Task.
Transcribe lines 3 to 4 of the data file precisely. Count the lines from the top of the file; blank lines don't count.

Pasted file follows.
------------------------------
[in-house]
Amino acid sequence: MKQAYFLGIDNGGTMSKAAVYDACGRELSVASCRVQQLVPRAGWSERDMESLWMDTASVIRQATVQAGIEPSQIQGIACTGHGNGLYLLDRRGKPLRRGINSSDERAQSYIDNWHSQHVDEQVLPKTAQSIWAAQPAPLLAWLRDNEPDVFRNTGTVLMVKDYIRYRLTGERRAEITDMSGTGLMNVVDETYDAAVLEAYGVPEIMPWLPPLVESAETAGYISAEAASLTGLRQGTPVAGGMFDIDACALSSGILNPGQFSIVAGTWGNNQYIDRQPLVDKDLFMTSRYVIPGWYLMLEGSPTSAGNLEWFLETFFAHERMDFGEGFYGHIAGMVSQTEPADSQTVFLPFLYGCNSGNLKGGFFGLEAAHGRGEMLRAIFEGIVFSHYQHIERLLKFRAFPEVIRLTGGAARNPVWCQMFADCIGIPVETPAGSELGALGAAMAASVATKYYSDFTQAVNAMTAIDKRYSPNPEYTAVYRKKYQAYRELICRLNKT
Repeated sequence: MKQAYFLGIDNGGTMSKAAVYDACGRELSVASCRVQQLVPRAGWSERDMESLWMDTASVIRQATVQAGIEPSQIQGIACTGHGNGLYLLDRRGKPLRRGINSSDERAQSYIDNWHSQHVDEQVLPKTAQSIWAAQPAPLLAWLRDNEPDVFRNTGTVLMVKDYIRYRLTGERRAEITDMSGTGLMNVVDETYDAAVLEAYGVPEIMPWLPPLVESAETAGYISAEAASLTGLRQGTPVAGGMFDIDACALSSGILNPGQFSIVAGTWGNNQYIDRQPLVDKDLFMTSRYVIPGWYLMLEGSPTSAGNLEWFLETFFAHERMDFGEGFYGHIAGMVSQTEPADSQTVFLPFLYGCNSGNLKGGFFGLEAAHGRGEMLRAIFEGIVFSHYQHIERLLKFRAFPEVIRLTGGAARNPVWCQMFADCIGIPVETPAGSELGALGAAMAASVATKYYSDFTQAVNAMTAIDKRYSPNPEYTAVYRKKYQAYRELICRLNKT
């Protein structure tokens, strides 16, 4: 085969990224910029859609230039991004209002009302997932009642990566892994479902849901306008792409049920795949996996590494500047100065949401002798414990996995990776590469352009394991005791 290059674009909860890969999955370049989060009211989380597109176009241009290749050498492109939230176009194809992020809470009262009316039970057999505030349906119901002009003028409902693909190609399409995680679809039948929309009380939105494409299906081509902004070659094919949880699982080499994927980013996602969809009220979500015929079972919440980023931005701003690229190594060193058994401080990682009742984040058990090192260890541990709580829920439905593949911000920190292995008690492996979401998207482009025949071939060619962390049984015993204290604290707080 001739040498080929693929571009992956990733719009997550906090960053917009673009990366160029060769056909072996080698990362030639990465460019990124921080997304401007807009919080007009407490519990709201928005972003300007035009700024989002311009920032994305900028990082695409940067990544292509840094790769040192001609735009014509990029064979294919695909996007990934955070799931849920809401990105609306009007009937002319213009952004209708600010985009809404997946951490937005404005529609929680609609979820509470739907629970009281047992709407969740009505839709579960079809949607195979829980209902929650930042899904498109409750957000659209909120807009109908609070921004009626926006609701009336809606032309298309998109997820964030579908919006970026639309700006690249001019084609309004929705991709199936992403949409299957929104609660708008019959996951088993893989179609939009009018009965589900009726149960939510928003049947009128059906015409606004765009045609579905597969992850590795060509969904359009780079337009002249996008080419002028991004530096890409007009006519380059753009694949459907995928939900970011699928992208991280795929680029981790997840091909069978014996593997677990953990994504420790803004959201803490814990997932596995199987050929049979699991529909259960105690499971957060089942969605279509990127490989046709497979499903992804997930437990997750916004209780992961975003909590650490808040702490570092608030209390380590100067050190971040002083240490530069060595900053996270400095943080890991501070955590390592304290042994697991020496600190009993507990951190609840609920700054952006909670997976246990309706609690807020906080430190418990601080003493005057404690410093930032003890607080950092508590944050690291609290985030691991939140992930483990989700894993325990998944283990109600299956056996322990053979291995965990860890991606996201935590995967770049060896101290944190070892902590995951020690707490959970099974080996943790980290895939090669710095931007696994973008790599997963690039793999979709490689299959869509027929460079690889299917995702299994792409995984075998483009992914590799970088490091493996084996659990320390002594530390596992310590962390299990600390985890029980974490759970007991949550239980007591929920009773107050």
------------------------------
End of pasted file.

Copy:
Repeated sequence: MKQAYFLGIDNGGTMSKAAVYDACGRELSVASCRVQQLVPRAGWSERDMESLWMDTASVIRQATVQAGIEPSQIQGIACTGHGNGLYLLDRRGKPLRRGINSSDERAQSYIDNWHSQHVDEQVLPKTAQSIWAAQPAPLLAWLRDNEPDVFRNTGTVLMVKDYIRYRLTGERRAEITDMSGTGLMNVVDETYDAAVLEAYGVPEIMPWLPPLVESAETAGYISAEAASLTGLRQGTPVAGGMFDIDACALSSGILNPGQFSIVAGTWGNNQYIDRQPLVDKDLFMTSRYVIPGWYLMLEGSPTSAGNLEWFLETFFAHERMDFGEGFYGHIAGMVSQTEPADSQTVFLPFLYGCNSGNLKGGFFGLEAAHGRGEMLRAIFEGIVFSHYQHIERLLKFRAFPEVIRLTGGAARNPVWCQMFADCIGIPVETPAGSELGALGAAMAASVATKYYSDFTQAVNAMTAIDKRYSPNPEYTAVYRKKYQAYRELICRLNKT
């Protein structure tokens, strides 16, 4: 085969990224910029859609230039991004209002009302997932009642990566892994479902849901306008792409049920795949996996590494500047100065949401002798414990996995990776590469352009394991005791 290059674009909860890969999955370049989060009211989380597109176009241009290749050498492109939230176009194809992020809470009262009316039970057999505030349906119901002009003028409902693909190609399409995680679809039948929309009380939105494409299906081509902004070659094919949880699982080499994927980013996602969809009220979500015929079972919440980023931005701003690229190594060193058994401080990682009742984040058990090192260890541990709580829920439905593949911000920190292995008690492996979401998207482009025949071939060619962390049984015993204290604290707080 001739040498080929693929571009992956990733719009997550906090960053917009673009990366160029060769056909072996080698990362030639990465460019990124921080997304401007807009919080007009407490519990709201928005972003300007035009700024989002311009920032994305900028990082695409940067990544292509840094790769040192001609735009014509990029064979294919695909996007990934955070799931849920809401990105609306009007009937002319213009952004209708600010985009809404997946951490937005404005529609929680609609979820509470739907629970009281047992709407969740009505839709579960079809949607195979829980209902929650930042899904498109409750957000659209909120807009109908609070921004009626926006609701009336809606032309298309998109997820964030579908919006970026639309700006690249001019084609309004929705991709199936992403949409299957929104609660708008019959996951088993893989179609939009009018009965589900009726149960939510928003049947009128059906015409606004765009045609579905597969992850590795060509969904359009780079337009002249996008080419002028991004530096890409007009006519380059753009694949459907995928939900970011699928992208991280795929680029981790997840091909069978014996593997677990953990994504420790803004959201803490814990997932596995199987050929049979699991529909259960105690499971957060089942969605279509990127490989046709497979499903992804997930437990997750916004209780992961975003909590650490808040702490570092608030209390380590100067050190971040002083240490530069060595900053996270400095943080890991501070955590390592304290042994697991020496600190009993507990951190609840609920700054952006909670997976246990309706609690807020906080430190418990601080003493005057404690410093930032003890607080950092508590944050690291609290985030691991939140992930483990989700894993325990998944283990109600299956056996322990053979291995965990860890991606996201935590995967770049060896101290944190070892902590995951020690707490959970099974080996943790980290895939090669710095931007696994973008790599997963690039793999979709490689299959869509027929460079690889299917995702299994792409995984075998483009992914590799970088490091493996084996659990320390002594530390596992310590962390299990600390985890029980974490759970007991949550239980007591929920009773107050």